In the preferred construction, the control circuitry is constructed with a memory chip which contains a plurality of alternate patterns wherein the position of the zone which represents the correct response for a particular question zone is varied. In this way, the correct answer to a particular question zone is different for different game cards, thereby assuring that children are properly challenged, and are not able to automatically respond to a particular question by pressing one particular answer zone, without knowing the correct answer.
In the preferred embodiment, each of the game cards incorporates tabs extending therefrom which cooperate with a plurality of switches directly connected to the memory chip of the printed circuit board. By employing different combinations of switches as the means for selecting a particular response pattern, each card can be constructed in a manner to assure sufficient deviation between cards to provide the desired result.
The invention accordingly comprises the features of construction, combination of elements, and arrangement of parts which will be exemplified in the construction hereinafter set forth and the scope of the invention will be indicated in the claims.
For a fuller understanding of the nature and objects of the invention, reference should be had to the following detailed description taken in connection with the accompanying drawings in which:
FIG. 1 is a perspective view of the animated electronic educational game of the present invention with the animated character mounted in place;
FIG. 2 is a top plan view, partially broken away, of the animated electronic educational game of the present invention with the animated character removed therefrom and the input panel exposed;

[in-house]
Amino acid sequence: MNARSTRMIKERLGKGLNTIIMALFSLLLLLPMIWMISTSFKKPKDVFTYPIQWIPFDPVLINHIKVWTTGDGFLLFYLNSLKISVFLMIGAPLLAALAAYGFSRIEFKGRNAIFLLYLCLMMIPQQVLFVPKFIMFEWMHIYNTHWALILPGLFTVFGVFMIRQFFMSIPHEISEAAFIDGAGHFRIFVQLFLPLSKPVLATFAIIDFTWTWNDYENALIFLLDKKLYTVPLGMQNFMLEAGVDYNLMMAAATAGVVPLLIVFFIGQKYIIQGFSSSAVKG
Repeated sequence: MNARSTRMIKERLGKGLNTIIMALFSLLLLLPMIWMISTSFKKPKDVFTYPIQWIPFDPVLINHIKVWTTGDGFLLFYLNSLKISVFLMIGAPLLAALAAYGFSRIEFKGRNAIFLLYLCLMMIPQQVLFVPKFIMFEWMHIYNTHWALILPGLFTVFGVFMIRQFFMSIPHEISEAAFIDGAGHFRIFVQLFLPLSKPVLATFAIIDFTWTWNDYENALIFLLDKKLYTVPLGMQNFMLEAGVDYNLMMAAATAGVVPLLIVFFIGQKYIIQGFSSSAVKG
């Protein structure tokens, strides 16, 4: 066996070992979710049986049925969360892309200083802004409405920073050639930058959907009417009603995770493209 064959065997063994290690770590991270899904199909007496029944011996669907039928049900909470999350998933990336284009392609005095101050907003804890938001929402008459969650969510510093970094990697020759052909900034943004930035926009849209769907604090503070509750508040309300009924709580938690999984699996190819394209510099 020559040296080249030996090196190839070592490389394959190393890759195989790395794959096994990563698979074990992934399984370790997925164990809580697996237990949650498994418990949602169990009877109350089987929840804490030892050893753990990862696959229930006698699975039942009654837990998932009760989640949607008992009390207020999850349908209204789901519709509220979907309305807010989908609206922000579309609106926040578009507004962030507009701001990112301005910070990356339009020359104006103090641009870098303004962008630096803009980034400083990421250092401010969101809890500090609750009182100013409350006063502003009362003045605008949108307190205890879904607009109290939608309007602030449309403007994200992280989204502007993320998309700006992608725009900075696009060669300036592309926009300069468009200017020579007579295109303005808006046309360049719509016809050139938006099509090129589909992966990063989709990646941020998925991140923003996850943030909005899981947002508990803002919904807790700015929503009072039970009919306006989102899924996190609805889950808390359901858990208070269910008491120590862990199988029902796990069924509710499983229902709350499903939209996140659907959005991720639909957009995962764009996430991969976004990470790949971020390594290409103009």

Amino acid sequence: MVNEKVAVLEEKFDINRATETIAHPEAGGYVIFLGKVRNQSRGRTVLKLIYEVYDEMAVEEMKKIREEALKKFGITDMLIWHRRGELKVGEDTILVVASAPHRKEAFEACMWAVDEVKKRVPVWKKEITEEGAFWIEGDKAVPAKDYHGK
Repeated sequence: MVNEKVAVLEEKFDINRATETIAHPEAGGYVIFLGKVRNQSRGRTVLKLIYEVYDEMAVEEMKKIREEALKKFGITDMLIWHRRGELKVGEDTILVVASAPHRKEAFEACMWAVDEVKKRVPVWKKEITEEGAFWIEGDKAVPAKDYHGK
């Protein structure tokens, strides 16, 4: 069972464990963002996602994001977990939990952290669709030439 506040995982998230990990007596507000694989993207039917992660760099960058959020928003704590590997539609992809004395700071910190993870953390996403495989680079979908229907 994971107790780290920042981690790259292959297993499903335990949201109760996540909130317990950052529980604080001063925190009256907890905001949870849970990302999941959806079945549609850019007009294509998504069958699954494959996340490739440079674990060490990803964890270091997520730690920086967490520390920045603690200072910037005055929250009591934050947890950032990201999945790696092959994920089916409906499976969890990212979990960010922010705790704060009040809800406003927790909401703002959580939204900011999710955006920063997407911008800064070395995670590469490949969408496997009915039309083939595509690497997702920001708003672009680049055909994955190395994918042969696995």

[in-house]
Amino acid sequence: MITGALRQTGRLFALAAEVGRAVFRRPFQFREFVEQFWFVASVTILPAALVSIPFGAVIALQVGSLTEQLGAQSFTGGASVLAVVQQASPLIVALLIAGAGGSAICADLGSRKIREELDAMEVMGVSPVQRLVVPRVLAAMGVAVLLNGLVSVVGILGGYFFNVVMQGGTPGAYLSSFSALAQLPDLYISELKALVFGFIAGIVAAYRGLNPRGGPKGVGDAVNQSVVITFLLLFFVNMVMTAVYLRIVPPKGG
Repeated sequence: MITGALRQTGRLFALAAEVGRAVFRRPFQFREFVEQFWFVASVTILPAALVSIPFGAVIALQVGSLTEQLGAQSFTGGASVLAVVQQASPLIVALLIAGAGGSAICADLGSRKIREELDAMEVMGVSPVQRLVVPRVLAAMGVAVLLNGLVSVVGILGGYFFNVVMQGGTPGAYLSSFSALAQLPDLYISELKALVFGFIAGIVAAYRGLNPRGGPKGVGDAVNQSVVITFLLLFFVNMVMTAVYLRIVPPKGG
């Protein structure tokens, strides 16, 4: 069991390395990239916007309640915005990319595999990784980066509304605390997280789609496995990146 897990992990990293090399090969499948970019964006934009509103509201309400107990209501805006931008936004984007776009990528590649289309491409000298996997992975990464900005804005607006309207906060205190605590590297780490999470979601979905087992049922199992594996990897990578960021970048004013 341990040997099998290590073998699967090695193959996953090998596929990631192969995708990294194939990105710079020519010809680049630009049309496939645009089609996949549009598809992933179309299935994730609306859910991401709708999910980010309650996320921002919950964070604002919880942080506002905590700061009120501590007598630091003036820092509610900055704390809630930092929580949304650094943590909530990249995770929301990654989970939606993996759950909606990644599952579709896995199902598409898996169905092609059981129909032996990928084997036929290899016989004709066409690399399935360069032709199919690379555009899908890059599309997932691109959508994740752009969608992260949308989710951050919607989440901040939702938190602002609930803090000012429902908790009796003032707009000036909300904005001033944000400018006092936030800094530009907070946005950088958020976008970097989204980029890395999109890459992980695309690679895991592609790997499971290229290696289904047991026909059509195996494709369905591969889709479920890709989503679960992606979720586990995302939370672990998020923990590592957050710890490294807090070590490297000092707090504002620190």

FIG. 3 is a left side elevation view of the animated character of the present invention;
FIG. 4 is a right side elevation view of the animated character of the present invention;
FIG. 5 is a bottom plan view of the animated character depicting the connection means for mounted interengagement of the animated character with the game;
FIG. 6 is top plan view of the animated electronic educational game of the present invention with the animated character removed and a game card in the process of being inserted into position;
FIG. 7 is a schematic block diagram showing the electronic circuitry employed in controlling the animated electronic educational game of the present invention;
FIG. 8 is a detailed electronic diagram depicting the preferred circuit construction for the animated educational ,game of the present invention;
FIG. 9 is a cross-sectional side elevation view of the motor housing employed for animating the character; and
FIG. 10 is a cross-sectional top view of the motor housing taken along line 10--10 of FIG. 9.
By referring to FIGS. 1-10, along with the following detailed disclosure, the construction of the preferred embodiment of the animated, electronic, educational game or toy of the present invention can best be understood. It is also apparent from this disclosure, that the present invention can be effectuated in a plurality of alternate constructions, without departing from the scope of the present invention. Consequently, the preferred embodiment detailed in this disclosure is made for exemplary purposes only, and is not intended to limit the scope of the present invention to only this preferred embodiment.
As shown in the drawings, animated, electronic, educational game or toy 20 comprises two principal components, housing 21, and animated indicia 22. Housing 21 incorporates an enlarged input panel 24 forming the major portion of the top surface thereof. As detailed below, input panel 24 is constructed with a plurality of sensors responsive to pressing by the user in order to complete the circuit and activate an input signal.
Housing 21 also comprises a plurality of LED's 25 positioned adjacent input panel 24 for cooperative association therewith. LED's 25 are preferably employed for a dual purpose, providing visual indicators or cues to the user in response to the games being played, while also being employed as indicia of the accuracy or inaccuracy of answers being provided.
In order to further enhance the child's interest in educational game 20 of the present invention, housing 21 also incorporates a speaker 26 which is responsively connected to the control circuitry for providing audible indicia, such as sound effects or musical tunes in response to the use of game 20. In this way, further interest and reinforcement is provided to the child in response to the child's use of game 20.